EH&S Insider Blog

OSHA Requires Incident Investigation for Work-Related COVID-19 Cases

According to OSHA, employers must "...record and report work-related fatalities, injuries, and illnesses." Standard 29 CFR Part 1904.5 gives details about how to determine whether an illness/injury was work-related. This has always been somewhat complicated, as there are a variety of circumstances that can create gray areas about how or when an employee was injured or taken ill.  Given the fast-spreading nature of COVID-19, OSHA recognized the difficulty in determining whether an employee contracted the disease at work. In April, the organization issued a memorandum about when companies should report COVID-19 cases among their employees. At the end of May, OSHA made an important update.
Topics: COVID-19 Corona Virus

EMR - Experience Modification Rate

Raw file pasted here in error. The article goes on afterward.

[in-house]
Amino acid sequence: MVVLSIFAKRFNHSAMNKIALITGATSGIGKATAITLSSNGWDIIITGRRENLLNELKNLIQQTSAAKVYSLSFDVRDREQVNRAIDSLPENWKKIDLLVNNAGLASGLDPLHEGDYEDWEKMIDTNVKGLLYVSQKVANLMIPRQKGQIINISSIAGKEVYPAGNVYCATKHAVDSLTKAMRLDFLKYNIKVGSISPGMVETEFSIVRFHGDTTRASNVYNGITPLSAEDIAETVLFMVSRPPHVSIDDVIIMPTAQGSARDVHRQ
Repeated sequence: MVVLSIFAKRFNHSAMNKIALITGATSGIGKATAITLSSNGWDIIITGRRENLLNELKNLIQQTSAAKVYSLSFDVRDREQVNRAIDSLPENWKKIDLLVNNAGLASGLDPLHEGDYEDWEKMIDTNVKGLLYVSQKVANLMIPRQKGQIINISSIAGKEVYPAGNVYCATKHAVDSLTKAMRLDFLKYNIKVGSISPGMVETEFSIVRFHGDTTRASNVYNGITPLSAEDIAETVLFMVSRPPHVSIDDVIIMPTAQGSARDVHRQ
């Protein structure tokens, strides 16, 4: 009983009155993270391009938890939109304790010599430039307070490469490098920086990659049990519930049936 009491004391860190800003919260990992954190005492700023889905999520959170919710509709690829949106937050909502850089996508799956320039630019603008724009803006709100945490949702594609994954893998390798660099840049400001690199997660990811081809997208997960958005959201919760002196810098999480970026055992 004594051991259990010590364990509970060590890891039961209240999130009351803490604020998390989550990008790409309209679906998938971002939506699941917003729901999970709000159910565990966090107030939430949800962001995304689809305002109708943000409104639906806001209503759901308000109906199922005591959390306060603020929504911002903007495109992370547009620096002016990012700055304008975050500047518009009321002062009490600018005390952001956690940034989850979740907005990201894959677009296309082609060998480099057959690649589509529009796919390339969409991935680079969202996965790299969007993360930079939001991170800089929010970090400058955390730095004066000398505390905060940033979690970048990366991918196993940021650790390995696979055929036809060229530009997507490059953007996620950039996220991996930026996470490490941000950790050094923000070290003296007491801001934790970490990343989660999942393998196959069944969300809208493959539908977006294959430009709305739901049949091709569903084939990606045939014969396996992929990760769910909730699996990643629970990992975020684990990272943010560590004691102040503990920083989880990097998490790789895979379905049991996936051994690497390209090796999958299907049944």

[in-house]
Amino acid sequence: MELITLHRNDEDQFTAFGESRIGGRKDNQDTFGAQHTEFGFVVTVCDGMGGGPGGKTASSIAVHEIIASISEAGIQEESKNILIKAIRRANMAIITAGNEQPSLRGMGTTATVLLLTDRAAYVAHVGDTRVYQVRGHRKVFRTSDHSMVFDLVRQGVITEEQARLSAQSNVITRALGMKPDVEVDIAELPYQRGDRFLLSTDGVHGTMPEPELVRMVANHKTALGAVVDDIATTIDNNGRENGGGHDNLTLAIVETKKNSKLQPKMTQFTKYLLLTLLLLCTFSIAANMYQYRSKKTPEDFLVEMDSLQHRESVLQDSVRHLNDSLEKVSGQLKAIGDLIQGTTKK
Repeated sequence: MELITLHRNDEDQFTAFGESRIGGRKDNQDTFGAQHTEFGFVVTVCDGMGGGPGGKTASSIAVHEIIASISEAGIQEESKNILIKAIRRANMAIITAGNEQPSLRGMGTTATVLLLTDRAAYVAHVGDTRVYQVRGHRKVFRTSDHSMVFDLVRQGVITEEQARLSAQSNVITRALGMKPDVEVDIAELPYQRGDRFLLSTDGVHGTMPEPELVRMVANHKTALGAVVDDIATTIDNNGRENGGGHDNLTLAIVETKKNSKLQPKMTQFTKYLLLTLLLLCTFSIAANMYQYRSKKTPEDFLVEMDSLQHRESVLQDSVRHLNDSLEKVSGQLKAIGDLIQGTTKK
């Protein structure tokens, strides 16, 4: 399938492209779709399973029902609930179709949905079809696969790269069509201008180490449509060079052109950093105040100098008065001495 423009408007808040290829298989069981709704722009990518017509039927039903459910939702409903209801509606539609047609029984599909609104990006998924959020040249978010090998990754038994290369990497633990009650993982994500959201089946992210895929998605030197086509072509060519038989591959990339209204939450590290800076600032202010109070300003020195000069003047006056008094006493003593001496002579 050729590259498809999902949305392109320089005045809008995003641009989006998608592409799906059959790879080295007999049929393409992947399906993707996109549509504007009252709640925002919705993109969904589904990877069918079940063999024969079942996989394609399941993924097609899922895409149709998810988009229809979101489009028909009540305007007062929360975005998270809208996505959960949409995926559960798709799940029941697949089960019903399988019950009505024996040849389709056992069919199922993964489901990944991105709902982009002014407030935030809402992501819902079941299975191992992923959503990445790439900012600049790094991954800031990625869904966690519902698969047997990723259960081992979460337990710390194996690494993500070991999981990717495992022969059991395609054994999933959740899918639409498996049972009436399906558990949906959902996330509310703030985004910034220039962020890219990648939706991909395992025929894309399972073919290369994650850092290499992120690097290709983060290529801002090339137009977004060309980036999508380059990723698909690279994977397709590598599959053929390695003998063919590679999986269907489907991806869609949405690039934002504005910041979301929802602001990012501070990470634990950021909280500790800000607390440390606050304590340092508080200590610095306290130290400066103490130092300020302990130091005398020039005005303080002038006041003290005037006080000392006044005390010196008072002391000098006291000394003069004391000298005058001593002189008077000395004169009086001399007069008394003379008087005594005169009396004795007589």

(EMR) Experience Modification Rate: Explained An Experience Modification Rate (EMR) has a significant impact on the worker's compensation insurance premium of a business. The EMR is a metric that insurers use to calculate worker's compensation premiums; it takes into account the number of claims/injuries a company has had in the past and their corresponding costs. An EMR of 1.0 is the benchmark average -- if your company's EMR number is lower than average, (e.g. less than 1.0), your worker's compensation premium will be lower than average. An EMR number greater than 1.0 will result in a higher than average premium.
Topics: Experience Modification Rate